“A 40-point triple double against Louisville to go to the Final Four? Are you kidding? I mean, it’s mind-boggling.”
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After Clark, Czinano is the next biggest contributor to the Hawkeyes’ success. She had a big decision to make after the Hawkeyes loss to Creighton a year ago on whether to come back for a fifth year. However, it was no brainer for her to come back and help get this team to a place it hadn’t been in a long time. She struggled on Sunday night but put up at least 20 in the Hawkeyes Big Ten championship victory over Ohio State as well as in their first and second round matchups in the NCAA tournament.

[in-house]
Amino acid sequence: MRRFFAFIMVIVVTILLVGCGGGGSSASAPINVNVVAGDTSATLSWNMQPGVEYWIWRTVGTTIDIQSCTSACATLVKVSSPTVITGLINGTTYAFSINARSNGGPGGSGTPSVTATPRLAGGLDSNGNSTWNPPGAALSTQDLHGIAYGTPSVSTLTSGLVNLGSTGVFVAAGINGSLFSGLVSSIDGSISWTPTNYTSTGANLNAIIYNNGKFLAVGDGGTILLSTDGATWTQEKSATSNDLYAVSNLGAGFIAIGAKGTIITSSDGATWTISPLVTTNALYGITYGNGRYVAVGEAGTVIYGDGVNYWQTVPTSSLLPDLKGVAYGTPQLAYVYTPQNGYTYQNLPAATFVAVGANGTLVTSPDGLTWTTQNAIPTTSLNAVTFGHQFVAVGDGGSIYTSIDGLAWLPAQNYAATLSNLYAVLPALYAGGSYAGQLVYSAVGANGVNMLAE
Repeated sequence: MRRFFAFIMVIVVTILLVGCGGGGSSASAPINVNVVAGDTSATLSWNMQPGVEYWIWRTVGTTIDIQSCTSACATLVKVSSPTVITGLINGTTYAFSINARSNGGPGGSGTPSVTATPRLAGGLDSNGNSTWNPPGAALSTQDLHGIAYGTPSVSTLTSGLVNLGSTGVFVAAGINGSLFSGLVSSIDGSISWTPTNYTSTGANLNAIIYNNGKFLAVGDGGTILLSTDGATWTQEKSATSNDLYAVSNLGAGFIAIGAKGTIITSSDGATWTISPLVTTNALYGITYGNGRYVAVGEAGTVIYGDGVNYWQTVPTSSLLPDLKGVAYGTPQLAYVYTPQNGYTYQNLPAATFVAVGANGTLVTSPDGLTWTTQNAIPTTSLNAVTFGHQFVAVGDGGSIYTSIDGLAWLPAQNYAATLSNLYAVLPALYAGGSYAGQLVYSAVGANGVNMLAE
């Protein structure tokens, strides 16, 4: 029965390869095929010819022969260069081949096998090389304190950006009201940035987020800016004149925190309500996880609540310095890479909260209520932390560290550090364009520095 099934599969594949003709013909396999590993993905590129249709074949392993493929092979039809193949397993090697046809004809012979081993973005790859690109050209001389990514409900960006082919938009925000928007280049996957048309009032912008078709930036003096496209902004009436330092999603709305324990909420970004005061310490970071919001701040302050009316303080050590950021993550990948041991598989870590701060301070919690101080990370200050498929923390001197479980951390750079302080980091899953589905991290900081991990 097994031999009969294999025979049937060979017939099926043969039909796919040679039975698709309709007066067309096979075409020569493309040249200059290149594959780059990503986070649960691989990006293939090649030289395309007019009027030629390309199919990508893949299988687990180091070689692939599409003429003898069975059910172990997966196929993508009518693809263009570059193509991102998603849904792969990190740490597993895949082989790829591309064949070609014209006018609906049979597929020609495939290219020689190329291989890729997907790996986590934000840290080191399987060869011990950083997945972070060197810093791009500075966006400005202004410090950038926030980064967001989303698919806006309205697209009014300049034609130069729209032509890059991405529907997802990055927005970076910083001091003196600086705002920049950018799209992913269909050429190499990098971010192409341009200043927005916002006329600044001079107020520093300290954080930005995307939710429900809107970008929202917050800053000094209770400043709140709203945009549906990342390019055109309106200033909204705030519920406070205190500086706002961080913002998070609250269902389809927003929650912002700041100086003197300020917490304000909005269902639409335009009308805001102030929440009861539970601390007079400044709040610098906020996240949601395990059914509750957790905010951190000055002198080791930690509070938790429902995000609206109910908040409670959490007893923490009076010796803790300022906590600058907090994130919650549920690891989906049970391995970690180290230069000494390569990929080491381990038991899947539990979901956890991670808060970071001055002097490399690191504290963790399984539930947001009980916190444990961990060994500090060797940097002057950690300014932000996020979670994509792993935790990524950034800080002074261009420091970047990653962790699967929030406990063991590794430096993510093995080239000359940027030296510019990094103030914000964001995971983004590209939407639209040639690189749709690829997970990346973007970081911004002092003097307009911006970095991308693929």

Czinano was also the only one of the five with experience in the Elite Eight before Sunday, losing to Baylor in 2019. She has grown tremendously as a player over her career, playing with and learning from Megan Gustafson in her freshman year. Her ability to score inside without needing to dribble has turned her into an incredible Robin to Clark’s Batman. To many Hawkeye fans, they have become the “Law Firm of Clark and Czinano”, a nickname coined by the Big Ten Network’s Cristy Winters-Scott.
“Experience is a great teacher,” Bluder said. “They have just had that and they have been able to develop bonds over that time. They have learned lessons from different situations. When Monika said she was going to come back for a fifth year we really believed that we could do something great with this team that was coming back. So that was a huge portion of this.
“I mean, if Monika wouldn’t have come back it would have been really, really, really hard to do… you could get sick of each other after that many games, right? They honestly love each other.”